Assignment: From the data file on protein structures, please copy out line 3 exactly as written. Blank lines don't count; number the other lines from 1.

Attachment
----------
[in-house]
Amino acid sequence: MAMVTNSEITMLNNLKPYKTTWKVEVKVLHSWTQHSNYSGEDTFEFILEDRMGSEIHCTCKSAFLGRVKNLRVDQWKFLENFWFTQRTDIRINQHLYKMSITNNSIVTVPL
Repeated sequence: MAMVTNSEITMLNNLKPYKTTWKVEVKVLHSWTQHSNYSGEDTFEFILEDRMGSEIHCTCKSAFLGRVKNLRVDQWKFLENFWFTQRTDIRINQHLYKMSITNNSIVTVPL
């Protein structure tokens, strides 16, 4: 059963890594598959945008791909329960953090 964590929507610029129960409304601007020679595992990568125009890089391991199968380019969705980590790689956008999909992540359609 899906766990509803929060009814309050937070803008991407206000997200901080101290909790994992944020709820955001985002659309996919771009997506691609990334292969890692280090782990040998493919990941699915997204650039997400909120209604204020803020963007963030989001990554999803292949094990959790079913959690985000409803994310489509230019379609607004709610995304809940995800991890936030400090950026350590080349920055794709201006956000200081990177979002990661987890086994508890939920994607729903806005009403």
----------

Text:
Repeated sequence: MAMVTNSEITMLNNLKPYKTTWKVEVKVLHSWTQHSNYSGEDTFEFILEDRMGSEIHCTCKSAFLGRVKNLRVDQWKFLENFWFTQRTDIRINQHLYKMSITNNSIVTVPL